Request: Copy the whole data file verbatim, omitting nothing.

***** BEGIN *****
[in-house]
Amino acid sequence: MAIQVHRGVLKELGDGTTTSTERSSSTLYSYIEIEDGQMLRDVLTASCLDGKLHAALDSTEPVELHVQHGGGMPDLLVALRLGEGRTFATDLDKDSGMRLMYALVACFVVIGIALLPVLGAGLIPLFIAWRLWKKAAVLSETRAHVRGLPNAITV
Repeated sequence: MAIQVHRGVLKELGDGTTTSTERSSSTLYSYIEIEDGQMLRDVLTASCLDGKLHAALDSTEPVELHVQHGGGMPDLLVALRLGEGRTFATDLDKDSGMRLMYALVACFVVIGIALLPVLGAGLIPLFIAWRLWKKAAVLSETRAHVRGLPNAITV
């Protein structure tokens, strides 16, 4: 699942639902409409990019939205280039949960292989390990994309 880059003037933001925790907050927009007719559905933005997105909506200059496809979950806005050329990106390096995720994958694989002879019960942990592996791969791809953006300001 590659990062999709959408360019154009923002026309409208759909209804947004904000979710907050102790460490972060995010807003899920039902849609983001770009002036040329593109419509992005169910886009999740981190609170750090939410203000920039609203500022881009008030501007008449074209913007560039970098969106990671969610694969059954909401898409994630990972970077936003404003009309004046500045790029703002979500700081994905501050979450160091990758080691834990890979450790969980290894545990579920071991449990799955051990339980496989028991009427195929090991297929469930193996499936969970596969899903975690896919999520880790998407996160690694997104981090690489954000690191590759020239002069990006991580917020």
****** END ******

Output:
[in-house]
Amino acid sequence: MAIQVHRGVLKELGDGTTTSTERSSSTLYSYIEIEDGQMLRDVLTASCLDGKLHAALDSTEPVELHVQHGGGMPDLLVALRLGEGRTFATDLDKDSGMRLMYALVACFVVIGIALLPVLGAGLIPLFIAWRLWKKAAVLSETRAHVRGLPNAITV
Repeated sequence: MAIQVHRGVLKELGDGTTTSTERSSSTLYSYIEIEDGQMLRDVLTASCLDGKLHAALDSTEPVELHVQHGGGMPDLLVALRLGEGRTFATDLDKDSGMRLMYALVACFVVIGIALLPVLGAGLIPLFIAWRLWKKAAVLSETRAHVRGLPNAITV
């Protein structure tokens, strides 16, 4: 699942639902409409990019939205280039949960292989390990994309 880059003037933001925790907050927009007719559905933005997105909506200059496809979950806005050329990106390096995720994958694989002879019960942990592996791969791809953006300001 590659990062999709959408360019154009923002026309409208759909209804947004904000979710907050102790460490972060995010807003899920039902849609983001770009002036040329593109419509992005169910886009999740981190609170750090939410203000920039609203500022881009008030501007008449074209913007560039970098969106990671969610694969059954909401898409994630990972970077936003404003009309004046500045790029703002979500700081994905501050979450160091990758080691834990890979450790969980290894545990579920071991449990799955051990339980496989028991009427195929090991297929469930193996499936969970596969899903975690896919999520880790998407996160690694997104981090690489954000690191590759020239002069990006991580917020």